NOT everyone can be a winner when the world becomes smaller or flatter. The opening of the newly expanded Panama Canal makes possible shorter voyages for large ships servicing Asia-US East Coast trade.
Yet, this would see cargoes being diverted from competing trading routes, including those via the Suez Canal. What may follow from the rationalisation of cargo flows is a dip in container throughput for Asia-USEC trade at the Singapore port, according to analysts.
Analyst project that container shipping companies would divert to the Panama Canal route up to half of the Asia-USEC services that were sailing through the Suez Canal before this June.
There are roughly 23 weekly services from Asia to USEC, 14 through the Panama Canal and nine through the Suez Canal, according to CTI Consultancy partner Andy Lane. "Canals do not influence overall demand volumes; they merely enable alternative, lower cost and preferably less polluting vessel routings."
This suggests that amid slowing international trade, the battle between the two canals can only be a zero-sum game.
Mr Lane sees as many as four out of the nine Suez services plying the trade route between Asia and USEC switching to the Panama.
Alphaliner, a container shipping data and market intelligence provider, projects that just three out of the previous nine Asia-USEC services would switch.
Alphaliner executive consultant Tan Hua Joo told The Business Times that the CKYHE alliance had already withdrawn one Suez service, the AWE 4/AWK/NUE (AWE 4), and replaced it with alternatives using the Panama Canal.
CKYHE is an Asia-USEC alliance comprising Cosco, K Line, Yang Ming, Hanjin Shipping and Evergreen Line. BT understands that the AWE 4 service that was switched to the Panama used to call Singapore, Kaohsiung, Ningbo and Shanghai. The alliance still offers the AWE 8/AWP/AUE service that uses the Suez Canal, Mr Tan said.
Separately, Maersk Line also reportedly confirmed that the 2M alliance it has with Mediterranean Shipping Company was considering diverting one all-water Asia-USEC service from the Panama to the Suez.
Mr Tan sees an overall "negative" impact on Singapore and South-east Asia as this region is closer to the Suez than the Panama. But he noted that the Asia-USEC trade accounts for only "a small fraction" of the ships sailing through the Suez, a view shared by Mr Lane.
Mr Lane says that the switch would only "modestly impact" the container volumes at Singapore port. He also flags continuing demand for Suez routings providing the shortest distances from South-east Asia to the USEC.
A key selling point of the Panama is the potential time savings on trade routes between USEC and China. Larger vessels can now enjoy the time savings with the waterway having been widened to provide for the passage of neo-Panamax ships equivalent to 14,000 TEU (20-foot equivalent unit) boxships or 170,000 cubic metre liquefied natural gas carriers.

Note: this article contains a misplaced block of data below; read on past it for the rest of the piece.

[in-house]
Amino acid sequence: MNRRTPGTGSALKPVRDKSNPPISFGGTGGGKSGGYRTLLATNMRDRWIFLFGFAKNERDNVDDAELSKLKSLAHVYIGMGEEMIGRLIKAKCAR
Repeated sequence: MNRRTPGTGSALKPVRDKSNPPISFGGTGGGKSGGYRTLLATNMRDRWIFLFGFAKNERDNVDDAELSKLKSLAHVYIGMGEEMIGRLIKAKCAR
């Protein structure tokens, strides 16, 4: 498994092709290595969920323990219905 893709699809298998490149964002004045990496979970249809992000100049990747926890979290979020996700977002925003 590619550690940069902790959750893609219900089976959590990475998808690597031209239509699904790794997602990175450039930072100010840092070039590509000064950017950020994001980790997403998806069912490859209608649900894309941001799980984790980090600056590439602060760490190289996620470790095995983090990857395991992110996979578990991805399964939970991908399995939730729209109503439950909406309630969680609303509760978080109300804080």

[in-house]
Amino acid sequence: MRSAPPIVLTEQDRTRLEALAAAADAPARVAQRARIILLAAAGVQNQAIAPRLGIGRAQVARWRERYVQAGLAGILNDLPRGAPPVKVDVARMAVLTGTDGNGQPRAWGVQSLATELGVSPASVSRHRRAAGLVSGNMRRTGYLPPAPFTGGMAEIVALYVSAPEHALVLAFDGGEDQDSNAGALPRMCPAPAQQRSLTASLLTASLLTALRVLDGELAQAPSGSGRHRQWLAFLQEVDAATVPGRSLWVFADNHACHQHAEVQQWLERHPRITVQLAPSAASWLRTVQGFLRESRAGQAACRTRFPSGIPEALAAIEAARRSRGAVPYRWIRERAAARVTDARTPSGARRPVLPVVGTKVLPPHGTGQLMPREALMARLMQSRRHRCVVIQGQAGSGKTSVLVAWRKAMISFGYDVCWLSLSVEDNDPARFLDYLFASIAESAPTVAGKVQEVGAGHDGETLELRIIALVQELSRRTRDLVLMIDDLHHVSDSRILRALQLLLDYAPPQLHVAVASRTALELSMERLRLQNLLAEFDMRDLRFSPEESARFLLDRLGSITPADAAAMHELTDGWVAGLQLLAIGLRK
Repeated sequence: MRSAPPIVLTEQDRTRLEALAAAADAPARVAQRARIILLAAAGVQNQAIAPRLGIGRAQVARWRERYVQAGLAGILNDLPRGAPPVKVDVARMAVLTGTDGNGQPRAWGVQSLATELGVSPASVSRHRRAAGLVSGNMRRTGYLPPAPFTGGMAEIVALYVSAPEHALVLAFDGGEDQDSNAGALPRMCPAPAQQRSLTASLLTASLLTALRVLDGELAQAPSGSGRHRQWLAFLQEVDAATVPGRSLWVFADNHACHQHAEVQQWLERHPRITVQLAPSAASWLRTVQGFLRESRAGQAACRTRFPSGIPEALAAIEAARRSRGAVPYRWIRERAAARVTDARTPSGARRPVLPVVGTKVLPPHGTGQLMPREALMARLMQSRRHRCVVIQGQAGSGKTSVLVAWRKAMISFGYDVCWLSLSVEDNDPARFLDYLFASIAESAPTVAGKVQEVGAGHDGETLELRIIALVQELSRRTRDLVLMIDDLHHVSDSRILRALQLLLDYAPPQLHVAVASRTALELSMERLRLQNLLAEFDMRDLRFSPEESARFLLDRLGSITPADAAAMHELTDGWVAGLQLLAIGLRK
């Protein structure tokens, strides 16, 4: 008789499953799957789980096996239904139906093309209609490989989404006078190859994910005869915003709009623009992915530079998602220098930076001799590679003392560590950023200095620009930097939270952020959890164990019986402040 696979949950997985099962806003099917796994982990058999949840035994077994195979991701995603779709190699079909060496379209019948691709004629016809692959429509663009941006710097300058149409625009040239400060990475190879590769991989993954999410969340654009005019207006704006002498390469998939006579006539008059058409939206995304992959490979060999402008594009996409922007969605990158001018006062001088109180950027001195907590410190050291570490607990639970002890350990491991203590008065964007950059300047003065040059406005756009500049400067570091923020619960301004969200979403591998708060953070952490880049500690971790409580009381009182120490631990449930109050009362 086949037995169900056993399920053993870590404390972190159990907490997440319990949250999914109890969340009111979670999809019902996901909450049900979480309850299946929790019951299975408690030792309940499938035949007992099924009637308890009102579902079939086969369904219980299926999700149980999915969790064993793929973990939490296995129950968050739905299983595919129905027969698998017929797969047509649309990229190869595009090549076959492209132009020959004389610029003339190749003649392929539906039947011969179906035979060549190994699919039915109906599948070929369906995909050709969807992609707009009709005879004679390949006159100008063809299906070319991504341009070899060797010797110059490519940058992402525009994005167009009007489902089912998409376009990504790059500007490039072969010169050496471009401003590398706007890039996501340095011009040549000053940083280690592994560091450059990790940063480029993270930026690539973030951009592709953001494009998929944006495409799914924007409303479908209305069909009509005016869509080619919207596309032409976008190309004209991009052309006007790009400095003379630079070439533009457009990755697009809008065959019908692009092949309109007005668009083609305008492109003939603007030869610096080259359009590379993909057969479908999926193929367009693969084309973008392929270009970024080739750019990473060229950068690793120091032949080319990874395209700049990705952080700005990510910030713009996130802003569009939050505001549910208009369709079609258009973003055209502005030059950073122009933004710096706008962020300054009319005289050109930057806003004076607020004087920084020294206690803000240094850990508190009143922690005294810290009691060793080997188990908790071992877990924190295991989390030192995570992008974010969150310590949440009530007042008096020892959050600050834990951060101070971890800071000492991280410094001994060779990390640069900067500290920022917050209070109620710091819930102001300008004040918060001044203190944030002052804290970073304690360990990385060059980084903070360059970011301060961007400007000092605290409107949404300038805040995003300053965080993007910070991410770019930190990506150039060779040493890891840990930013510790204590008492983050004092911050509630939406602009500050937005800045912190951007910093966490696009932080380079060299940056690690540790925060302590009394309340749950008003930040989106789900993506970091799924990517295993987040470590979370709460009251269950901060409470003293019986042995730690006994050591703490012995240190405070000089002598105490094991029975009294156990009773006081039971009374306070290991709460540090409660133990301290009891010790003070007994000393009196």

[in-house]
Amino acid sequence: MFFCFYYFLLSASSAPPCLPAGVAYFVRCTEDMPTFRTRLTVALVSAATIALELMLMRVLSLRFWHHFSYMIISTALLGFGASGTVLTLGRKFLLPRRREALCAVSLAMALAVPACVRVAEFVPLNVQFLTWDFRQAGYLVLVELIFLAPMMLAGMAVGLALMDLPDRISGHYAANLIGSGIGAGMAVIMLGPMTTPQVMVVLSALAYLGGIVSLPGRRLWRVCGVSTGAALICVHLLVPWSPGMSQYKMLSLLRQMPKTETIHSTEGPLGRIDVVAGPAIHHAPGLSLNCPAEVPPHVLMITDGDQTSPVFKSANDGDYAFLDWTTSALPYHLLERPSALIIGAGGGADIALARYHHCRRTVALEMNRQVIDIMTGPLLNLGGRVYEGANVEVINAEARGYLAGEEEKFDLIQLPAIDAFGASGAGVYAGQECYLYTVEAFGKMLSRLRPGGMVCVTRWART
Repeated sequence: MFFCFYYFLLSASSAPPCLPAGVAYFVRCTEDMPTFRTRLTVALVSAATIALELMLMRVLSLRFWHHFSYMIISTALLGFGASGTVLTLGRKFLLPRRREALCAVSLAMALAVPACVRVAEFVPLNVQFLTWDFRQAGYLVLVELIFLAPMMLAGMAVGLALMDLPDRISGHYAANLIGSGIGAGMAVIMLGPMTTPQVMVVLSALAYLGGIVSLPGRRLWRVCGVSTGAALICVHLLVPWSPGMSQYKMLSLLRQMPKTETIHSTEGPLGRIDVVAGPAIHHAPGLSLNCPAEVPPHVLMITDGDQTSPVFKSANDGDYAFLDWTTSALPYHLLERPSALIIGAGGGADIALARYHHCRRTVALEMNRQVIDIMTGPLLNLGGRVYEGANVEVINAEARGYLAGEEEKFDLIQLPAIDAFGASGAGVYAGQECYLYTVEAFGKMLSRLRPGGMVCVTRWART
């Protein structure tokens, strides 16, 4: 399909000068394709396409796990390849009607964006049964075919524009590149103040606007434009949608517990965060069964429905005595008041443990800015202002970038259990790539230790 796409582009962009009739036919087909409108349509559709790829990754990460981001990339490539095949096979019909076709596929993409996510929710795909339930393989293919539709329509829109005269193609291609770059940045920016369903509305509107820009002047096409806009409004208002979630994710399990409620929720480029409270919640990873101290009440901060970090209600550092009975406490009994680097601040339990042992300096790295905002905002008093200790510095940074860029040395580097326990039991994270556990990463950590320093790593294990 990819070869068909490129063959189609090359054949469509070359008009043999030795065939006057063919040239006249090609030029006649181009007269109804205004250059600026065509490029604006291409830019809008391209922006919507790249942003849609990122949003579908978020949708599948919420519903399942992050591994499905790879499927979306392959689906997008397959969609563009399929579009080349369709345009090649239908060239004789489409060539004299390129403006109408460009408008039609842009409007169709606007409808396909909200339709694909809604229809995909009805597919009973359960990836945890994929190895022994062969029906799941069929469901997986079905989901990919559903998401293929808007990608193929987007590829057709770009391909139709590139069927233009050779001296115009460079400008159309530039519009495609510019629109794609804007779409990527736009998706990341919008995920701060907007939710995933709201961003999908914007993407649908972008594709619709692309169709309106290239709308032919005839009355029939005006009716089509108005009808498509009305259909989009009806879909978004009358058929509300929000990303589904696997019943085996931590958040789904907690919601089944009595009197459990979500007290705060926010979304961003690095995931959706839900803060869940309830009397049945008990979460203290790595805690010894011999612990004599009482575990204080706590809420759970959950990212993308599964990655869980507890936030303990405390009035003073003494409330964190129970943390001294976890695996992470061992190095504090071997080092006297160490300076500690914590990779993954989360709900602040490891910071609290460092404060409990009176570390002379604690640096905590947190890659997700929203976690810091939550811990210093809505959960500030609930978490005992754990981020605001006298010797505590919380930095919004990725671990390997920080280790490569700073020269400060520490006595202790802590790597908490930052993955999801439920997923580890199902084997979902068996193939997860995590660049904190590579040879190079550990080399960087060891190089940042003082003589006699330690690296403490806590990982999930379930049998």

Some carriers, such as Marseille-based CMA CGM have suggested, however, that the time savings of the Panama over the Suez on Asia-USEC could be subtle, which calls for more thorough route planning.
CMA CGM estimated that the Panama Canal decreases by 11,000 kilometres the distance between Shanghai and New York on its Manhattan service, compared to a route via Cape Horn. By contrast, "the journey between New York and Hong Kong, is just one day difference (between) Suez and Panama". CMA CGM has eight services sailing through the Panama Canal, representing one vessel a day.
Other shipping companies and alliances appear on track to expand their services via the Panama, in more than one sense of the word.
Maersk Line network head Anders Boenaes said that the Danish shipping giant "will make increased use of the expanded Panama Canal and adjust one or more services (a 2M service is reportedly under consideration) with larger vessels through its new locks". He was referring to the new sets of locks that were added in the widening of the Panama Canal.
Maersk Line expects to make more than 400 vessel transits with over 400,000 containers in 2016 through the waterway.
Two alliances, G6 and CKYHE, are upgrading the size of ships used on the Asia-USEC via the Panama route, according to UK-based shipping consultancy Drewry. CKYHE is reportedly upgrading three Panama services to a maximum of 8,500 TEU while it reroutes the AWE8 service.
The Maritime and Port Authority of Singapore told BT that "some carriers may take advantage of the expanded Panama Canal". "Others may still find the Suez Canal attractive due to recent reduction of tolls for containerships . . . it is too early to tell what the diversionary impact on the traffic between the two routes will be.
"Trading patterns are likely to take a longer time to change as both loading and discharging ports must be upgraded before the economies of scale in vessel size can be maximised."
MPA conceded that the expansions of both the Suez and the Panama occurred "at a particularly challenging time for the maritime sector, which has been hit by the global economic slowdown, low oil prices and excess tonnage".
More reports on Panama expansion: